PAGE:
Separate Church and State

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Brent L. Robinson
Robert M. Forker
05 Mar 2012
Separate Church and State

Organized religion has undoubtedly played a key role in educating and civilizing local populations. It cannot be underestimated the role organized religion played in acting as the glue that binds a people together. Without attempting to place judgment on which religion holds the most merit or even the validity of religion itself, I will explain why the founding fathers of this nation saw fit to keep it separate from government they created. Although there are many forms of religion, the majority usually have four simple characteristics; 1. The existence of good and evil.

2. A set of laws and regulations that are generally based on morality. 3. Unlimited reward or punishment for adhering or failing to adhere to the tenants of the religion and 4. Living representatives who are by divine right given the authority to administer the operations on earth. The representative could be either a single person or up to an established group.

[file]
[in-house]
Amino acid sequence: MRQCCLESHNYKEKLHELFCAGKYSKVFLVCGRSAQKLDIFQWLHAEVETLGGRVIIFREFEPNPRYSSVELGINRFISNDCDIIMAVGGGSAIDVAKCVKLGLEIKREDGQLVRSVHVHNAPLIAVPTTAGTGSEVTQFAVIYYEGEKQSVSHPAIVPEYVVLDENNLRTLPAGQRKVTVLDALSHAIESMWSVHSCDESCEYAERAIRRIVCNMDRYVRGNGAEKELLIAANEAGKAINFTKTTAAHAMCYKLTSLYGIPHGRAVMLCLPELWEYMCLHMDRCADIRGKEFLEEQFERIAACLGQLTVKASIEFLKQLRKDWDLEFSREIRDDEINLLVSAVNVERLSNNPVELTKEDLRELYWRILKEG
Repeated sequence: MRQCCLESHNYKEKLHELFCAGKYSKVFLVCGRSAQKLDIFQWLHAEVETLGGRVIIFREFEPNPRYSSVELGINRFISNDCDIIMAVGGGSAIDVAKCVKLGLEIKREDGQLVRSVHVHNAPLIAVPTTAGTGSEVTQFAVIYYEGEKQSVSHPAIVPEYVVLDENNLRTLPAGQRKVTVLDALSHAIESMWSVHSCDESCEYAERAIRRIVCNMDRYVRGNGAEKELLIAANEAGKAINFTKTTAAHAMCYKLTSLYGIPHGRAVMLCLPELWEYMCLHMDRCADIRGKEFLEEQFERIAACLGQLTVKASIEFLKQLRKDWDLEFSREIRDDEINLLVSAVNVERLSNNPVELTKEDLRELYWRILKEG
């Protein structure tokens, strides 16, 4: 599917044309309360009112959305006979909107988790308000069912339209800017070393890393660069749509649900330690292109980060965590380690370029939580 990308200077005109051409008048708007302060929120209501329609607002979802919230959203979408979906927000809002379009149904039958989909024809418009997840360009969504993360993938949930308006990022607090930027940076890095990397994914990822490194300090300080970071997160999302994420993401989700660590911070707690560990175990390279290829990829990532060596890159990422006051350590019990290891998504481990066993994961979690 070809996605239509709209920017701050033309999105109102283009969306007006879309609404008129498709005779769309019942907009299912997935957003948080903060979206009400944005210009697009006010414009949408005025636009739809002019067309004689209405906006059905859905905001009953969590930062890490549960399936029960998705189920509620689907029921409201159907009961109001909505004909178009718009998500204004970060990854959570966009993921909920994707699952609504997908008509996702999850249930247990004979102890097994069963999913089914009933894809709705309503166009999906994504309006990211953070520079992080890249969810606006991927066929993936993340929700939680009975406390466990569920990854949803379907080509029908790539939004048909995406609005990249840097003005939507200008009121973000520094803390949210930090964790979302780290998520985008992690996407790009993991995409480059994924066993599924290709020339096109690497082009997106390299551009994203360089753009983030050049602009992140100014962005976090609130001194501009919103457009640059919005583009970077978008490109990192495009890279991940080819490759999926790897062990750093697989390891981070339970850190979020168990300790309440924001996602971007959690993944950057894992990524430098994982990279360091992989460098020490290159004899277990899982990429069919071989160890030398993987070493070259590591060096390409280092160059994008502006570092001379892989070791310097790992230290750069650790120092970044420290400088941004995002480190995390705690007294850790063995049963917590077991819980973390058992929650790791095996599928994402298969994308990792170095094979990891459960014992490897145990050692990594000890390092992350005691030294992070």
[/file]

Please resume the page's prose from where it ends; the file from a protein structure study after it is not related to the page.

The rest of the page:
In short, Organized Religions were the first forms of government. Although it would seem logical that since they all are derived from the same sort of mold, they would interact with each other with ease. Unfortunately, that is not the case. History has shown us that rather than agreeing to peacefully coexist, the representatives on earth wage violent wars with emphasis on converting or total elimination of religions different than their own. However, there were times when the conquered peoples customs and portions of their religion would merge with their conquerors. Simply losing a war was not always sufficient to convince people to abandon their religion. The immediate belief was that they were being punished and after strict adherence and repentant period, they would rise again victorious. To nullify that effect and ease the conquered people into their new station, some religious merging was usually allowed. Though it is never admitted as a large contributing factor, monetary gains are systematically forwarded to the representatives in the form of offerings, a form of taxation. Even failure to demonstrate a suitable offering could often be punishable on earth as well as after your death. Although great strides in civilization were made through religion, it held a substantial effect on suppressing science and technology, because often, celestial miracles that could be explained through knowledge usually challenged the teachings of the religion. This was referred to as the Great Awakening in the times of our founding fathers. Though the Great Awakening was very influential France, where our founding fathers sent Benjamin Franklin as America’s first Ambassador. It is true that the Pilgrims came to America to escape religious persecution. It is also true the first states depended heavily on the Church for functions like education and care for the poor that the early states were financially unable to perform. The problem was that there was no uniformity and too much power and influence could be levied on the state due to the whims of the clergy. It was not lost on the founding fathers the horrors committed in the name of religion including that of the Crusades and the under the tyranny of the Supreme leader of the Church of England, both Christian in nature. The founders were afraid that organized religion would cause the same damage that they perceived was affecting the government in England. The King was not only the political head of the country, but also the leader of the church. Therefore, his power and influence was absolute on earth and then in heaven. If he could not influence your actions through political measures, he could do so by way of your faith. Throughout history we know that organized religion was the first form of government. The thought of eternal damnation for disobeying the tenants of a religion was enough to control the masses....
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